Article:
Senate Democrats Introduce John Lewis Voting Rights Advancement Act

WASHINGTON, D.C. — On Tuesday afternoon, Senate Democrats introduced the John Lewis Voting Rights Advancement Act, Senate Bill 4, which would restore key provisions of the Voting Rights Act (VRA). “The most fitting way to honor the legacy of John Lewis is to take action ourselves,” said Sen. Patrick Leahy (D-Vt.) on the Senate floor as he introduced the bill. S. 4 establishes a new formula to determine which jurisdictions are subject to preclearance under Section 5 of the VRA, a provision that ensures federal oversight of states or counties with histories of discriminatory voting laws. The old formula to determine which jurisdictions require pre-approval was struck down in 2013 by the U.S. Supreme Court. The bill also strengthens Section 2 of the VRA in light of the Supreme Court’s ruling in Brnovich v. DNC earlier this summer. 

The bill introduced on Tuesday contains noticeable changes from the one passed by the U.S. House of Representatives, H.R. 4, in August. The Senate’s preclearance formula and requirements are slightly different to those in H.R. 4. Additionally, S.4 now includes the Native American Voting Rights Act, introduced in August by Sen. Ben Ray Luján (D-N.M.) who spoke yesterday of the “geographic, linguistic and legal barriers” Native American voters face. S.4 also includes the Election Worker and Polling Place Protection Act, introduced by Sen. Jon Ossoff (D-Ga.), which strengthens legal protections for poll workers and their families against harassment.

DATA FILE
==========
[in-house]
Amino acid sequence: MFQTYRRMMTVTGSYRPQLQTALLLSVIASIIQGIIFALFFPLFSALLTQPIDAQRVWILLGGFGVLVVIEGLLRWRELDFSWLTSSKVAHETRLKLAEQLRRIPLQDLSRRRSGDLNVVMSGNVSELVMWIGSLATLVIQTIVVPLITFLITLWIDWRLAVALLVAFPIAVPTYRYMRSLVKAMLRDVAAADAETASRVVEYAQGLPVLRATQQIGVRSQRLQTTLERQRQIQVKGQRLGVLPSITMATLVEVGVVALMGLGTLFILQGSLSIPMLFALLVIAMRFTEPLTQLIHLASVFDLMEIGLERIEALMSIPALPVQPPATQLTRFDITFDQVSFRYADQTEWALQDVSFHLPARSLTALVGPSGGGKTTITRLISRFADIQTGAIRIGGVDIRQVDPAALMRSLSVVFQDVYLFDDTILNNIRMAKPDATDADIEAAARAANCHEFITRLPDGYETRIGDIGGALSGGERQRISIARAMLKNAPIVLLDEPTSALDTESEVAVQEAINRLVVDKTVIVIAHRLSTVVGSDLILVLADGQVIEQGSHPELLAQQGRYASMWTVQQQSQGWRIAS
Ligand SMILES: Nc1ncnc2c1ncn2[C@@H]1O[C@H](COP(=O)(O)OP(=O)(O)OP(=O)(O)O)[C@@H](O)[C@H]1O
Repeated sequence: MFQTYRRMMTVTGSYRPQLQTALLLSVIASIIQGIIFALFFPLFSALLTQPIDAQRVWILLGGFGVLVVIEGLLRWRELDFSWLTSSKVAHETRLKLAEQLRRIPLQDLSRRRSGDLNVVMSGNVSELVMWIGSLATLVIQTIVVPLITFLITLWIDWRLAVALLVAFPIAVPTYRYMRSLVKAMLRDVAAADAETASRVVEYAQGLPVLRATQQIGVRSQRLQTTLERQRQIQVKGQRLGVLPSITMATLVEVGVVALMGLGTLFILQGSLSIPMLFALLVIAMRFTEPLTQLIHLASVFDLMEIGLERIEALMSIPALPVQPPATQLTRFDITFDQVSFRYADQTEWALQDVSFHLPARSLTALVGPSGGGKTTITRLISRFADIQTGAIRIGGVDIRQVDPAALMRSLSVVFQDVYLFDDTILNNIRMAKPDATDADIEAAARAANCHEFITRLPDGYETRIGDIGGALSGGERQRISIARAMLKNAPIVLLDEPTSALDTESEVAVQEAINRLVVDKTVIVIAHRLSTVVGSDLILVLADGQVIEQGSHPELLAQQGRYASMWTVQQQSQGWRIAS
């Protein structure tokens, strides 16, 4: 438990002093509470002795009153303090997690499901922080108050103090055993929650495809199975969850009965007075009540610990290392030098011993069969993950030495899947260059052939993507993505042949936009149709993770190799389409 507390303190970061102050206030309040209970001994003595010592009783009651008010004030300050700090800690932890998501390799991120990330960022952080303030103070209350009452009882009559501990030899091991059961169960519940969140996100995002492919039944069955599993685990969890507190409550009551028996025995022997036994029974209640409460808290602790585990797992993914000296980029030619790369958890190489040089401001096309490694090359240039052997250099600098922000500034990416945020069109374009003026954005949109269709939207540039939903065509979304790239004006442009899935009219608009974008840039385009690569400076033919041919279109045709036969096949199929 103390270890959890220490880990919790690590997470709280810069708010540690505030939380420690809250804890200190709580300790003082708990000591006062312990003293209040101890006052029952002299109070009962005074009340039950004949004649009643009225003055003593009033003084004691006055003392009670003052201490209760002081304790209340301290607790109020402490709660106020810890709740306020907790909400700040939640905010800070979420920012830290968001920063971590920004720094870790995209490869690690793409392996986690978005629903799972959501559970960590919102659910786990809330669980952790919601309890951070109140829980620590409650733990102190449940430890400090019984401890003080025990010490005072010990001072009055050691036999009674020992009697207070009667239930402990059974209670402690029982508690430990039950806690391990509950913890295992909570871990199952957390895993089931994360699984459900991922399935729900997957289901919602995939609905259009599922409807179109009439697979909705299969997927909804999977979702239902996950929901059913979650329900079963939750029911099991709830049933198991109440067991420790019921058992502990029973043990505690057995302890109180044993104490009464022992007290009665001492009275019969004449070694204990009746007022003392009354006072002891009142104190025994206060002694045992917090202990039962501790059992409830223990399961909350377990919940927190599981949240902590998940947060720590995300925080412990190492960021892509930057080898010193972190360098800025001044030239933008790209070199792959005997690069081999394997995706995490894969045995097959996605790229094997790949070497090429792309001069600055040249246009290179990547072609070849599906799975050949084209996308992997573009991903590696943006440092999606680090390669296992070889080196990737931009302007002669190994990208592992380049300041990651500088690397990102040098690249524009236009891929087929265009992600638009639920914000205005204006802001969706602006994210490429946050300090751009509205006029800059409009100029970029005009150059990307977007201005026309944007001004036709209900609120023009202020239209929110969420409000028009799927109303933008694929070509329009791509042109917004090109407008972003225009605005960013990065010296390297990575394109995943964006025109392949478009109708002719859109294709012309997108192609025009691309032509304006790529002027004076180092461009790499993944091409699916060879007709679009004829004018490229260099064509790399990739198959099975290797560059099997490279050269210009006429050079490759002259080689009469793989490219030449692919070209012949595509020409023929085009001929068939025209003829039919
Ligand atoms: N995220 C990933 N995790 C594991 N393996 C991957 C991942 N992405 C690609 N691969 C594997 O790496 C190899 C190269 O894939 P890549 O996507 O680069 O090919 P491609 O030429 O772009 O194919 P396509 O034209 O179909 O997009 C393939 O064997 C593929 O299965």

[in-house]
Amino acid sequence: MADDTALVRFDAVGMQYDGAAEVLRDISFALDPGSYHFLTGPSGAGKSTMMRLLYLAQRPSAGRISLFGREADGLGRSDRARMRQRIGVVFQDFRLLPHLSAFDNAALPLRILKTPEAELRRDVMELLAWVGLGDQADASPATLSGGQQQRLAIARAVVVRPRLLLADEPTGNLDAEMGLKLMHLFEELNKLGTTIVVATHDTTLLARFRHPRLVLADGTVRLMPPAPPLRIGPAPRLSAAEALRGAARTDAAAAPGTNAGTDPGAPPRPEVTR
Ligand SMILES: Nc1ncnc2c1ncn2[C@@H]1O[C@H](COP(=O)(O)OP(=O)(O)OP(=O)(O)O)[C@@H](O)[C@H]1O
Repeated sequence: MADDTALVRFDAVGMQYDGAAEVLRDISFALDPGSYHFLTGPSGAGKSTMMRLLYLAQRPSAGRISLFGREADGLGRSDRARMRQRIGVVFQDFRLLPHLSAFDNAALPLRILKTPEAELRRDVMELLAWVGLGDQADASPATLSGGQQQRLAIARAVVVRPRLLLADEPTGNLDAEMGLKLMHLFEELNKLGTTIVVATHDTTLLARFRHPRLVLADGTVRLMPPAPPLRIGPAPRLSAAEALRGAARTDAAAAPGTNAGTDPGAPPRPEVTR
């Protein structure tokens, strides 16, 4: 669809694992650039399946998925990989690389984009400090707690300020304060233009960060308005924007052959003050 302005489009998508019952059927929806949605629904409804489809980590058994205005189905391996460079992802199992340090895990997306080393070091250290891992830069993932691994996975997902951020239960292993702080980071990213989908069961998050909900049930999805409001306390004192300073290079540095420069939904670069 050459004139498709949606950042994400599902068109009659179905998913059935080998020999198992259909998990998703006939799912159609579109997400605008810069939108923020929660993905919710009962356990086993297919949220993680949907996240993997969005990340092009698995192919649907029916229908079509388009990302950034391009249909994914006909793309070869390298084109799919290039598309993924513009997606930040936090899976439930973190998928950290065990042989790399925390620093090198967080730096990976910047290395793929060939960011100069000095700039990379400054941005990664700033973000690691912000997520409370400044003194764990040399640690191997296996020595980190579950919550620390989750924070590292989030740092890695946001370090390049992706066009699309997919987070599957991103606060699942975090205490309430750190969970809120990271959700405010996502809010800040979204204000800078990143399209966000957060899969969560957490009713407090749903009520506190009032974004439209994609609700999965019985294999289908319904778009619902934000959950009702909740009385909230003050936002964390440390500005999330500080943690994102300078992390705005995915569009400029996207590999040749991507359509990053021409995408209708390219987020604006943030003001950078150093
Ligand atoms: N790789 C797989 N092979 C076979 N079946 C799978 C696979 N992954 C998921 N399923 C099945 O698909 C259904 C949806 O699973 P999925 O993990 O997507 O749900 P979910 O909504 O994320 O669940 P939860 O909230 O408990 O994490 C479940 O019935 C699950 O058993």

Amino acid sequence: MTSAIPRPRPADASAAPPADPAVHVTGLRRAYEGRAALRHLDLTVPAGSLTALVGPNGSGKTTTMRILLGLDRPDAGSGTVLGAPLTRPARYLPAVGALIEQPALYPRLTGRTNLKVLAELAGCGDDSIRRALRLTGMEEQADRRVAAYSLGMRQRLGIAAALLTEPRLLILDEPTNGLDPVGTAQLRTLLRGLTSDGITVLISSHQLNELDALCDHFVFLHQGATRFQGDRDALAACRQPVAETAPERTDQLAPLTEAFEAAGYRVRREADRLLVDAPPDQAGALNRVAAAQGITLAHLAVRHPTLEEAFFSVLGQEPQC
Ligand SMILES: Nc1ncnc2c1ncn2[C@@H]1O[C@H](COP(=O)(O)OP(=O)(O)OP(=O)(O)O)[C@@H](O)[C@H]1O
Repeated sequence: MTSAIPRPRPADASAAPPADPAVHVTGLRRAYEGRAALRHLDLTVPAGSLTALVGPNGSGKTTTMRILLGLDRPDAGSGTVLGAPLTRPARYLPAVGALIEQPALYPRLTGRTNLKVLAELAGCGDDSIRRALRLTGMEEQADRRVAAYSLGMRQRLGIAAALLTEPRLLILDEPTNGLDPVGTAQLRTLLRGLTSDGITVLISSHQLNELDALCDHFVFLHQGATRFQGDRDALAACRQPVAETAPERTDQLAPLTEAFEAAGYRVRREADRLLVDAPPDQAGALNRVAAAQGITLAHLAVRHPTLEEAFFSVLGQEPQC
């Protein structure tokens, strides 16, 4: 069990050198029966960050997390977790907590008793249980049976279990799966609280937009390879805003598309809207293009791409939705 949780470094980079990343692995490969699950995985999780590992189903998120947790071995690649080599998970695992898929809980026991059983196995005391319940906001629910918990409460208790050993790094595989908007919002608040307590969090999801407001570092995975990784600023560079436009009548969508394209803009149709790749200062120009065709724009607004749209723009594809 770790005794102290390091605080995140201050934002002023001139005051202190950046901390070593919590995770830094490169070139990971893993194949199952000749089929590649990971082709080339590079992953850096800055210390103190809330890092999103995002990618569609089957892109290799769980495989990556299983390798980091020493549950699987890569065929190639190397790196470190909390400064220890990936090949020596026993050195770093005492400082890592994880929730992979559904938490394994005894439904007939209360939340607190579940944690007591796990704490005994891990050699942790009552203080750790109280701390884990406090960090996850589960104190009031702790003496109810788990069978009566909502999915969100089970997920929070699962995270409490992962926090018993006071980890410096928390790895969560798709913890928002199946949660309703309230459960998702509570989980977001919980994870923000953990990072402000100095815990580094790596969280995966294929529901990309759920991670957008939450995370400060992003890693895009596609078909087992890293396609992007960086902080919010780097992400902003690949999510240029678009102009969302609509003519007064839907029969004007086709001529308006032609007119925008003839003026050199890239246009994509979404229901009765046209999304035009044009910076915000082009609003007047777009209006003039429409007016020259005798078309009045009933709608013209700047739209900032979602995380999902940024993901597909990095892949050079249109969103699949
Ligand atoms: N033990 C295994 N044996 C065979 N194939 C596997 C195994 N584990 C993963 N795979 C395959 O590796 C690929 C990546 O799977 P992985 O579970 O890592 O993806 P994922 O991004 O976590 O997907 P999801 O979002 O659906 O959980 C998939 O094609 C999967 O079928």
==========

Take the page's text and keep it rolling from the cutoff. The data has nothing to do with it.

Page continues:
Senate Majority Leader Chuck Schumer (D-N.Y.) indicated his plan for the Senate to hold a vote on S. 4 “in the coming weeks,” calling S.4 a complement to the Freedom to Vote Act, S.2747, which also awaits a vote in the Senate.

Read S. 4 here.

Read a section by section analysis provided by Sen. Leahy’s office here.